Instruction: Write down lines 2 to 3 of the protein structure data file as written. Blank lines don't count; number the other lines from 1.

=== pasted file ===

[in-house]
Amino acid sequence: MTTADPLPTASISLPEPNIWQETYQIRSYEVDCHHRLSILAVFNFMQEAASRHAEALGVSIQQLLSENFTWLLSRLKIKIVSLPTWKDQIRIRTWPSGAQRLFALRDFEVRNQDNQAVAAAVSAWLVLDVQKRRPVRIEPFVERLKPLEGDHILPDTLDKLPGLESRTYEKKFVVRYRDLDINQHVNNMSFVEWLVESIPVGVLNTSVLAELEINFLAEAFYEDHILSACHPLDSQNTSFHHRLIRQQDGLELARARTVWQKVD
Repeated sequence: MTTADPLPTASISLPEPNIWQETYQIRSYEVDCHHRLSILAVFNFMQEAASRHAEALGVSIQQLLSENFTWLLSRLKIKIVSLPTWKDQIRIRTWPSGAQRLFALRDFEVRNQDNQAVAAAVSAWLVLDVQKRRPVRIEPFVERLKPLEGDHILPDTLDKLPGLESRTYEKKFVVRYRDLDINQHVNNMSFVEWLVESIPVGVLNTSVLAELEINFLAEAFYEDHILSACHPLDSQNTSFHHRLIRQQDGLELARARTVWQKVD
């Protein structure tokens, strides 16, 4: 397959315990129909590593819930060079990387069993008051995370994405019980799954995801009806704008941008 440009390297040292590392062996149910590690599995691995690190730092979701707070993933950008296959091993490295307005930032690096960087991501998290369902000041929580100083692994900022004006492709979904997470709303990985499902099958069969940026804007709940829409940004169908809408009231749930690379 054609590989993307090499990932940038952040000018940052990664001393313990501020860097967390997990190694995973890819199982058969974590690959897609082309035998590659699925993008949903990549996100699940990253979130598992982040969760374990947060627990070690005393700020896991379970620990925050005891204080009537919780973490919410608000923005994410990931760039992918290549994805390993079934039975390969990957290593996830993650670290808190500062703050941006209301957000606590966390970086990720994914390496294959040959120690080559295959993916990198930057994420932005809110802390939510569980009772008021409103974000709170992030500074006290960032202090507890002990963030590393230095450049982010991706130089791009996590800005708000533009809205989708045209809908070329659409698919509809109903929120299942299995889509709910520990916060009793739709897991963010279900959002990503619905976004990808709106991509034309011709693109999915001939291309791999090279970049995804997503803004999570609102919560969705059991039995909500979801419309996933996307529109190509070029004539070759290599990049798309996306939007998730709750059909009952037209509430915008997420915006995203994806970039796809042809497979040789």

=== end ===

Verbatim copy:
Amino acid sequence: MTTADPLPTASISLPEPNIWQETYQIRSYEVDCHHRLSILAVFNFMQEAASRHAEALGVSIQQLLSENFTWLLSRLKIKIVSLPTWKDQIRIRTWPSGAQRLFALRDFEVRNQDNQAVAAAVSAWLVLDVQKRRPVRIEPFVERLKPLEGDHILPDTLDKLPGLESRTYEKKFVVRYRDLDINQHVNNMSFVEWLVESIPVGVLNTSVLAELEINFLAEAFYEDHILSACHPLDSQNTSFHHRLIRQQDGLELARARTVWQKVD
Repeated sequence: MTTADPLPTASISLPEPNIWQETYQIRSYEVDCHHRLSILAVFNFMQEAASRHAEALGVSIQQLLSENFTWLLSRLKIKIVSLPTWKDQIRIRTWPSGAQRLFALRDFEVRNQDNQAVAAAVSAWLVLDVQKRRPVRIEPFVERLKPLEGDHILPDTLDKLPGLESRTYEKKFVVRYRDLDINQHVNNMSFVEWLVESIPVGVLNTSVLAELEINFLAEAFYEDHILSACHPLDSQNTSFHHRLIRQQDGLELARARTVWQKVD